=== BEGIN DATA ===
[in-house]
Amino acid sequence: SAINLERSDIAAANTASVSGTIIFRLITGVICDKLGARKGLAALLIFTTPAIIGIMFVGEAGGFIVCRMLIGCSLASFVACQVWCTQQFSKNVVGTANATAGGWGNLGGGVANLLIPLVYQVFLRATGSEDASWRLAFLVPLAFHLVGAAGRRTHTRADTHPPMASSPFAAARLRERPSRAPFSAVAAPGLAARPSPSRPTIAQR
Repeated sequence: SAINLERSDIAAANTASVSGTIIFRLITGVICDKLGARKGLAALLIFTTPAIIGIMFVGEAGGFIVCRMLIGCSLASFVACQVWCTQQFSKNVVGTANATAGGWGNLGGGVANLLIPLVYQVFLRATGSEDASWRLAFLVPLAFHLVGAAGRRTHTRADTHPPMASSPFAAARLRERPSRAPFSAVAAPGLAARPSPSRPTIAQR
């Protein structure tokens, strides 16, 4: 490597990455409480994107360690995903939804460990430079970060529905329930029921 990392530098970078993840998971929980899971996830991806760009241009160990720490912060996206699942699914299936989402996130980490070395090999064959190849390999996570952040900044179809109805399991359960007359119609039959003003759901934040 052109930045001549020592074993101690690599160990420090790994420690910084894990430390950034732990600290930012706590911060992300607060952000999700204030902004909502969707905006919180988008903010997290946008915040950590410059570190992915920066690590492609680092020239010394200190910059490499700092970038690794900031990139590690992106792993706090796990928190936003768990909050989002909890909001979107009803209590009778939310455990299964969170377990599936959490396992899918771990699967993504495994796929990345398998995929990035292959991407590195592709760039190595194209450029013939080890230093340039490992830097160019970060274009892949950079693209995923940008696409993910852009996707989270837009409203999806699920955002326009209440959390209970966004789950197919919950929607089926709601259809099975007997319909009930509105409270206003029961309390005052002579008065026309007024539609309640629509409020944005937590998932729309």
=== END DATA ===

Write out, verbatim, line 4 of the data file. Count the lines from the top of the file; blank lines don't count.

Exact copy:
């Protein structure tokens, strides 16, 4: 490597990455409480994107360690995903939804460990430079970060529905329930029921 990392530098970078993840998971929980899971996830991806760009241009160990720490912060996206699942699914299936989402996130980490070395090999064959190849390999996570952040900044179809109805399991359960007359119609039959003003759901934040 052109930045001549020592074993101690690599160990420090790994420690910084894990430390950034732990600290930012706590911060992300607060952000999700204030902004909502969707905006919180988008903010997290946008915040950590410059570190992915920066690590492609680092020239010394200190910059490499700092970038690794900031990139590690992106792993706090796990928190936003768990909050989002909890909001979107009803209590009778939310455990299964969170377990599936959490396992899918771990699967993504495994796929990345398998995929990035292959991407590195592709760039190595194209450029013939080890230093340039490992830097160019970060274009892949950079693209995923940008696409993910852009996707989270837009409203999806699920955002326009209440959390209970966004789950197919919950929607089926709601259809099975007997319909009930509105409270206003029961309390005052002579008065026309007024539609309640629509409020944005937590998932729309």